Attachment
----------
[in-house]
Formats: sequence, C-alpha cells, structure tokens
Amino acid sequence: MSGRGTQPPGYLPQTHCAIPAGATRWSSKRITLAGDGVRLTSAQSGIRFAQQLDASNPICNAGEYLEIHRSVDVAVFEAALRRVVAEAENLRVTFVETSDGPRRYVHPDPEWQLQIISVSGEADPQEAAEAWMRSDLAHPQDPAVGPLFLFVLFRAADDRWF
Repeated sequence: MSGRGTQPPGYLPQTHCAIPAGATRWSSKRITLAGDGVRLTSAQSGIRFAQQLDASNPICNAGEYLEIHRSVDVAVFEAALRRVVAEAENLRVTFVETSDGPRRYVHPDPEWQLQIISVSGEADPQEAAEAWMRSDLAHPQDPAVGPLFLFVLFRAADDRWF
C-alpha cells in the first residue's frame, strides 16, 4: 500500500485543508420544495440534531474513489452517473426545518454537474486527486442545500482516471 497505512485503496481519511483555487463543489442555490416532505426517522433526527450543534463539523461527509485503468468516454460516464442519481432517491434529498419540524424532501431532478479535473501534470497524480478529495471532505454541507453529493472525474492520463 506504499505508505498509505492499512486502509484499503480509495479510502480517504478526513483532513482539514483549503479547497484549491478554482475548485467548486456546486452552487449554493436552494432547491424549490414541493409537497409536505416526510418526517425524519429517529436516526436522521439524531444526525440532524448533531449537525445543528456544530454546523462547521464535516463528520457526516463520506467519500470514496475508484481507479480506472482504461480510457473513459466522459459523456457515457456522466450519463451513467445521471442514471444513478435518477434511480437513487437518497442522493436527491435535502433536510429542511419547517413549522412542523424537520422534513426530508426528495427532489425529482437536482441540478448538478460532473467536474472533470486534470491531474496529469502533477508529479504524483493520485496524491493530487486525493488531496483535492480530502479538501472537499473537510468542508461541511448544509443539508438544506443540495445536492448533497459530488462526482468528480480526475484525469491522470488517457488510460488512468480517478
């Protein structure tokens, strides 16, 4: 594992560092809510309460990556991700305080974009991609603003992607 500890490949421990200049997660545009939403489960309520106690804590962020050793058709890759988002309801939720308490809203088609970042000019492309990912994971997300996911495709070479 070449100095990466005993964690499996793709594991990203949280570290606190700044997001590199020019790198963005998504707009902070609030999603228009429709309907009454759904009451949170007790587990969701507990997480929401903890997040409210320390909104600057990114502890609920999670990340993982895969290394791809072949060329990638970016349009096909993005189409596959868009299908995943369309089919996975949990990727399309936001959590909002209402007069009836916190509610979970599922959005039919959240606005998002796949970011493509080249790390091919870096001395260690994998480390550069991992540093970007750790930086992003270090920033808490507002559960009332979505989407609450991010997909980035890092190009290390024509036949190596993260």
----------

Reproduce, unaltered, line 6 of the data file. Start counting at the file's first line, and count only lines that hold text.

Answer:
């Protein structure tokens, strides 16, 4: 594992560092809510309460990556991700305080974009991609603003992607 500890490949421990200049997660545009939403489960309520106690804590962020050793058709890759988002309801939720308490809203088609970042000019492309990912994971997300996911495709070479 070449100095990466005993964690499996793709594991990203949280570290606190700044997001590199020019790198963005998504707009902070609030999603228009429709309907009454759904009451949170007790587990969701507990997480929401903890997040409210320390909104600057990114502890609920999670990340993982895969290394791809072949060329990638970016349009096909993005189409596959868009299908995943369309089919996975949990990727399309936001959590909002209402007069009836916190509610979970599922959005039919959240606005998002796949970011493509080249790390091919870096001395260690994998480390550069991992540093970007750790930086992003270090920033808490507002559960009332979505989407609450991010997909980035890092190009290390024509036949190596993260």